What to Send
Now that you have a better understanding of your audience, here are a few post-holiday campaign ideas that will keep shoppers engaged and buying from you in January. These campaigns go beyond the typical holiday sales, allowing you to promote full price merchandise.

Stock Up
Help your customers beat the January blues by stocking up on essentials. These items can be full price or you can offer a sale – the point is; you can engage shoppers by showing them items that can be used year-round. They’ll appreciate a break from all of the holiday-related merchandise.

Spring Preview
After the holiday lights come down, many people are already thinking about spring, warm weather, sunlight and a new wardrobe! Help them prepare by sharing a preview of your spring merchandise.

Gift Card Redemption
An oldie but goodie! 67% of holiday shoppers will buy at least one gift card and it’s up to the retailer to be sure the recipients redeem them, which can be difficult as they don’t always know who the recipient is. Gift cards don’t count as revenue for retailers until the cards are used, and with billions of dollars in unused gift cards floating around, it is in your best interest to capture this lost revenue. According to Gift Card Statistics, 61% of gift card holders spend more than the amount on the gift card and 75% of those overspend by 60%. It is in your best interest to send at least one email to your list that makes it easy for shoppers to redeem their gift cards; however, it shouldn’t be the main message as not everyone on your list will have one. Here are some emails that we love:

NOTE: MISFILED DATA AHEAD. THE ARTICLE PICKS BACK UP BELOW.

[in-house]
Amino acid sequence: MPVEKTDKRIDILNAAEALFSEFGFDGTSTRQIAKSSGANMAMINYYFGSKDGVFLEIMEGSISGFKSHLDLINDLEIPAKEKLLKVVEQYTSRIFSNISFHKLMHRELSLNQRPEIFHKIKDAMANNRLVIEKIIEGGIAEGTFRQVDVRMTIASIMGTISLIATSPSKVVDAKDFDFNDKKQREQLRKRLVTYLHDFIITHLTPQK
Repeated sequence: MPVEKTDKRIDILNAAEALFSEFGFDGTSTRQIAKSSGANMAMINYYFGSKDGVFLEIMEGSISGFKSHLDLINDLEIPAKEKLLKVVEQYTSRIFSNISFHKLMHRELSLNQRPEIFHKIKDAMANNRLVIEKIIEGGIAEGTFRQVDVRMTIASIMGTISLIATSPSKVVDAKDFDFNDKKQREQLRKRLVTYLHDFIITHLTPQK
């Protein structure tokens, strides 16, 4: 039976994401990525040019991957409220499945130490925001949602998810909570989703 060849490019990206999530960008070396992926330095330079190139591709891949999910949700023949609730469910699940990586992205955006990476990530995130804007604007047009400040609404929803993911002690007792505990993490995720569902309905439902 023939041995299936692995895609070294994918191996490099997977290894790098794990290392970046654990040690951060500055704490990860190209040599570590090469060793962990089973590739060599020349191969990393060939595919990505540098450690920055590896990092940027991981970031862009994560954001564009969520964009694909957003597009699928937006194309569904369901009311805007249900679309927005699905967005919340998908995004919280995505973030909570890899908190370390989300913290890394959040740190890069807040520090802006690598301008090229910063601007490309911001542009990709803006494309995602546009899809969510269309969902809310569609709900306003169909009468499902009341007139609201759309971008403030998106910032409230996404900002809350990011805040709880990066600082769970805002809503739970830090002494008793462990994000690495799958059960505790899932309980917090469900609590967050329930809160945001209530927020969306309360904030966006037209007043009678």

Content Related to Activity
2016 was the year of personal product recommendations and customers responded positively to these messages, clicking and buying the recommended merchandise at a high rate. We expect 2017 to be the year of content recommendations based on activity. For example, if you bought an espresso maker, you could receive an email like the one below from Whole Latte Love that shares videos of how to use the machine. Or if you searched for jeans but didn’t buy anything, you could receive an email like the Style Co. example below that talks about the best jean styles for every body type. This is a great way to keep shoppers engaged without just sending another email asking them to buy something. But…we’ve found that customers DO buy from these messages even though few of them even contain a CTA asking them to.

Cross-Channel Campaigns
While there has been a slight decline in emails that offer in-store or online discounts exclusively, this tactic can help you reach specific post-holiday goals, especially when it comes to clearing out holiday merchandise.